IN 2019, ST. CATHERINE HOSPITAL PLAYED A CRUCIAL ROLE IN THE IMPLEMENTATION OF PERSONALIZED MEDICINE IN CLINICAL PRACTICE
During 2019, physicians from St. Catherine Hospital published ten scientific articles in journals indexed in Science Citation Index and Current Contents, two scientific articles published in journals indexed in other indexing services, a book chapter published by Springer, and 11 scientific abstracts, all from the field of personalized medicine. At the same time, in 2019, physicians from St. Catherine hospital gave 40 invited lectures in different areas of personalized medicine.
Selected publications in 2019:
Borić I, Hudetz D, Rod E, Jeleč Ž, Vrdoljak T, Skelin A, Polašek O, Plečko M, Trbojević-Akmačić, Lauc G, Primorac D. “A 24-Month Follow-Up Study of the Effect of Intra-Articular Injection of Autologous Microfragmented Fat Tissue on Proteoglycan Synthesis in Patients with Knee Osteoarthritis”. Genes (Basel). 2019;10(12):1051-60.; https://doi.org/10.3390/genes10121051
The purpose of this study was to evaluate the effect of micro-fragmented fat tissue intra-articular injection 24 months after application in two ways: Indirectly using functional magnetic resonance imaging (MRI) assessment analyzing the glycosaminoglycans (GAG) content in cartilage by means of delayed gadolinium (Gd)-enhanced magnetic resonance imaging of cartilage (dGEMRIC), as well as clinical outcome on observed level of GAG using standard orthopedic physical examination including VAS assessment. 10 patients (18 knees) were included in a 24-month follow-up. Surgical intervention (lipoaspiration), followed by tissue processing and intra-articular injection of the final microfragmented adipose tissue product into the affected knee(s), was performed in all patients. Patients were assessed for a visual analog scale (VAS), dGEMRIC at the baseline, three, six, 12 and 24 months after the treatment. A magnetic resonance sequence in dGEMRIC due to infiltration of the anionic, negatively-charged contrast gadopentetate dimeglumine (Gd-DTPA2) into the cartilage indicated that the contents of cartilage glycosaminoglycans significantly increased in specific areas of the treated knee joint. Our results suggest that this method of single intra-articular injection of autologous microfragmented adipose tissue improves GAG content on a significant scale, with over half of the measurements suggesting relevant improvement 24 months after intra-articular injection opposed to the expected GAG decrease over the natural course of the disease
Polančec D, Zenić L, Hudetz D, Borić I, Jeleč Z, Rod E, Vrdoljak T, Skelin A, Plečko M, Turkalj M, Nogalo B, Primorac D. Immunophenotyping of a Stromal Vascular Fraction from Microfragmented Lipoaspirate Used in Osteoarthritis Cartilage Treatment and Its Lipoaspirate Counterpart. Genes (Basel). 2019;10(6):474-85. doi: 10.3390/genes10060474.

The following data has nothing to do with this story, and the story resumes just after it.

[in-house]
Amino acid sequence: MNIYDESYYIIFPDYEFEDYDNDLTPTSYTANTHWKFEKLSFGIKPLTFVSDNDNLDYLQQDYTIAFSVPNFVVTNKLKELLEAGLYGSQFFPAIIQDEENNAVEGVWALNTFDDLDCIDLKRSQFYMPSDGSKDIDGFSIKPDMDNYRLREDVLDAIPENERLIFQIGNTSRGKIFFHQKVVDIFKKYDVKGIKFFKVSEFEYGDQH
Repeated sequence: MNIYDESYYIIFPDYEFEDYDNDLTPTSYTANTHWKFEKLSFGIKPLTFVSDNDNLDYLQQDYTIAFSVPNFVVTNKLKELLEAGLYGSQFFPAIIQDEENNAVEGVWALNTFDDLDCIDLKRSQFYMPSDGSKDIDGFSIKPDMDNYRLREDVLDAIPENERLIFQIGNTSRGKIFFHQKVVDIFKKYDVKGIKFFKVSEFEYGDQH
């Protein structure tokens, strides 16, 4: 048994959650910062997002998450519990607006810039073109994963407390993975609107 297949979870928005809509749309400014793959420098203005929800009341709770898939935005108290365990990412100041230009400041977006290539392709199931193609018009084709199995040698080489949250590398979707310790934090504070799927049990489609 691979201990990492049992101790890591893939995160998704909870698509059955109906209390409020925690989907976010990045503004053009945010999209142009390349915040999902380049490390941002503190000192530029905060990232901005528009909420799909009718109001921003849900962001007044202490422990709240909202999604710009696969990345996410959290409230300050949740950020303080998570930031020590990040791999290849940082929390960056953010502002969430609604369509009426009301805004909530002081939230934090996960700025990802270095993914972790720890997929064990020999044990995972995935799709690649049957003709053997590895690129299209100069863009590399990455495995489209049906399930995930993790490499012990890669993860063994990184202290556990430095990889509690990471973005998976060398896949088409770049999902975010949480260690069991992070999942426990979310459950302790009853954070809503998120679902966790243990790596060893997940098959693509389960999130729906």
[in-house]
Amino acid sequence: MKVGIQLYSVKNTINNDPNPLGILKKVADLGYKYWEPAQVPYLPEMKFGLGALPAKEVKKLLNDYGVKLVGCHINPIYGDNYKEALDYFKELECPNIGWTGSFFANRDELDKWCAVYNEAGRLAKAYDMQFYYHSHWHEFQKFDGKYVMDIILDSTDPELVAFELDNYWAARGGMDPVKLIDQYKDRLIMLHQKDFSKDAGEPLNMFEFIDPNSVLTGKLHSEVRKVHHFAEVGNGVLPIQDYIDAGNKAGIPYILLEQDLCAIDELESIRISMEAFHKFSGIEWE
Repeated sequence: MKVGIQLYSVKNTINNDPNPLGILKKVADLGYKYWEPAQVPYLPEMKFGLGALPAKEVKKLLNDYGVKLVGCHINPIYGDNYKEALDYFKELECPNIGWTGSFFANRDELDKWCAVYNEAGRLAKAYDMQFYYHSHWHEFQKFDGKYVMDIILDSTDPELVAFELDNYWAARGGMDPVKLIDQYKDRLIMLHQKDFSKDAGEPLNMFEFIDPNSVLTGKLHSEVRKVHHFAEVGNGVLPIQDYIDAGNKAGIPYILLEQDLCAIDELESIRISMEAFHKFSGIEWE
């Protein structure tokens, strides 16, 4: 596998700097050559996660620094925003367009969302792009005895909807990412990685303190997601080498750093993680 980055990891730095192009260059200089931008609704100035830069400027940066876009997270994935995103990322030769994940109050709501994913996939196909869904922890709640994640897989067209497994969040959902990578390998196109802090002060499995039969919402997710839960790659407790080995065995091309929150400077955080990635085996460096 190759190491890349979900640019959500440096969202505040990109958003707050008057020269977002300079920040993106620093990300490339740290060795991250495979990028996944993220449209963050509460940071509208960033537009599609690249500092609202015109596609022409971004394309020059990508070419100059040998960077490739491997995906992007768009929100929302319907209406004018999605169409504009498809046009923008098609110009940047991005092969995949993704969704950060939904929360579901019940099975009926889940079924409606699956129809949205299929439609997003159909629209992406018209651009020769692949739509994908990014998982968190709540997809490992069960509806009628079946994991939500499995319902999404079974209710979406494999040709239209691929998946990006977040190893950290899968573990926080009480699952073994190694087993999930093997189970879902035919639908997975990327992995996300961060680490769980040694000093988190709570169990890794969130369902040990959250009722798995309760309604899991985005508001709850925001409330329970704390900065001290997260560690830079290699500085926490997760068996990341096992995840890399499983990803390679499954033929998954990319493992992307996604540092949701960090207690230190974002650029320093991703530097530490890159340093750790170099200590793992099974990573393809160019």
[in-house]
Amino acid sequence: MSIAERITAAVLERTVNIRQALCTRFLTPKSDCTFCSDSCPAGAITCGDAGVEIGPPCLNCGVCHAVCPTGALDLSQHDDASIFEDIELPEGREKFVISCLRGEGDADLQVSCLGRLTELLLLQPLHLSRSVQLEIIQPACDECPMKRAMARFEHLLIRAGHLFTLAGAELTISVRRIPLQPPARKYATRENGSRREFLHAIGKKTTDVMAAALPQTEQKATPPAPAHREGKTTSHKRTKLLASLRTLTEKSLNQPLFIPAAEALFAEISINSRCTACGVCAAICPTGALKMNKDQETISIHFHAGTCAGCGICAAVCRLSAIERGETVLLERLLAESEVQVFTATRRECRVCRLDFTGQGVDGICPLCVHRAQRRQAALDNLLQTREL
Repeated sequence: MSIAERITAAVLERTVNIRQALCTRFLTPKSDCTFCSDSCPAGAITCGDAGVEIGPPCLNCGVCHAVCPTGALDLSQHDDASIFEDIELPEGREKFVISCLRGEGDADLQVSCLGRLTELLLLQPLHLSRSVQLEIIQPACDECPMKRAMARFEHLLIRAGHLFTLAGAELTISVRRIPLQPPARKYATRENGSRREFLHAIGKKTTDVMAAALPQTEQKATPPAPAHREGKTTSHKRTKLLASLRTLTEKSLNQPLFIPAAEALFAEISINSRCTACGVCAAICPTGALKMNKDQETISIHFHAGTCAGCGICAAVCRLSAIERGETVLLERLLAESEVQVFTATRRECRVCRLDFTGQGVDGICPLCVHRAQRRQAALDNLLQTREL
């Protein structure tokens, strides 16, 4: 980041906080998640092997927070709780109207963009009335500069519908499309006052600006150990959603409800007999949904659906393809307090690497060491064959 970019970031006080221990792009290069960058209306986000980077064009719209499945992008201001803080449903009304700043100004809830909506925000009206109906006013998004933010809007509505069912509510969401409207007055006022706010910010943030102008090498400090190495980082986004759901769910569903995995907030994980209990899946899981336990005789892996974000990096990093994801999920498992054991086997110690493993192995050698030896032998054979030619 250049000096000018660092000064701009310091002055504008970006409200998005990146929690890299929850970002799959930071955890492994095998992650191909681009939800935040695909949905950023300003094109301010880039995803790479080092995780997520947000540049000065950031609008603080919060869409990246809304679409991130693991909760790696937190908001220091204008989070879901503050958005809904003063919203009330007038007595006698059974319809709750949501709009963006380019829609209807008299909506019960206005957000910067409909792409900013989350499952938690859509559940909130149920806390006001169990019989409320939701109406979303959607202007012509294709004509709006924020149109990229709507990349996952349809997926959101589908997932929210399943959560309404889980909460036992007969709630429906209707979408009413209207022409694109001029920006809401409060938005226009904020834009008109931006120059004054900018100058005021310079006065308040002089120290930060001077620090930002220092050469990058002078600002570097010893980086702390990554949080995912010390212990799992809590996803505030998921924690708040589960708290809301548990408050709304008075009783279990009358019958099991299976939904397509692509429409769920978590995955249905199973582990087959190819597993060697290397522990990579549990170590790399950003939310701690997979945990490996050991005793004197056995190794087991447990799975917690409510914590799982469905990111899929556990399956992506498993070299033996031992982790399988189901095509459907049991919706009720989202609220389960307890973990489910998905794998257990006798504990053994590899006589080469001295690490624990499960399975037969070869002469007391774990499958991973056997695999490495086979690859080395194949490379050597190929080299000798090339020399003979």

The aim of the study was to characterize a stromal vascular fraction from microfragmented lipoaspirate (SVF-MLA) applied for cartilage treatment in OA and compare it to that of autologous lipoaspirate (SVF-LA). In SVF-LA and SVF-MLA samples, the following population phenotypes were identified within the CD45− fraction: endothelial progenitors (EP), mature endothelial cells, pericytes, transitional pericytes, and supra-adventitial-adipose stromal cells (SA-ASC). The immunophenotyping profile of SVF-MLA was dominated by a reduction of leukocytes and SA-ASC, and an increase in EP, evidencing a marked enrichment of this cell population in the course of adipose tissue microfragmentation. The role of EP in pericyte-primed MSC-mediated tissue healing, as well as the observed hormonal implication, is yet to be investigated
Hudetz D, Borić I, Rod E, Jeleč E, Kunovac B, Polašek O, Vrdoljak T, Plečko M, Skelin A, Polančec D, Zenić L, Primorac D. Early results of intra-articular micro-fragmented lipoaspirate treatment in patients with late stages knee osteoarthritis: a prospective study. CMJ. 2019;60(3):227-36.
The aim of this study was to analyze clinical and functional effects of intra-articular injection of autologous micro-fragmented lipoaspirate (MLA) in patients with late stage knee osteoarthritis (KOA). Secondary aims included classifying cell types con- tributing to the treatment effect, performing detailed MRI- based classification of KOA, and elucidating the predictors for functional outcomes. Seventeen patients (85%) showed a substantial pattern of KOOS and WOMAC improvement, significant in all accounts. KOOS score improved from 46 to 176% when compared with baseline, WOMAC decreased from 40 to 45%, while VAS rating decreased from 54% to 82% (all P values were <0.001). Three patients (15%) received a total knee replace- ment and were not followed up completely.
Hudetz D, Jeleč Ž, Rod E, Borić I, Plečko M, Primorac D. The Future of Cartilage Repair. In: Personalized Medicine in Healthcare Systems: legal, Medical and Economic Implications. (Editors: Nada Bodiroga-Vukobrat, Daniel Rukavina, Krešimir Pavelić, Gerald G. Sander). Cham: Springer Nature Switzerland, Switzerland; 2019. p.375-411.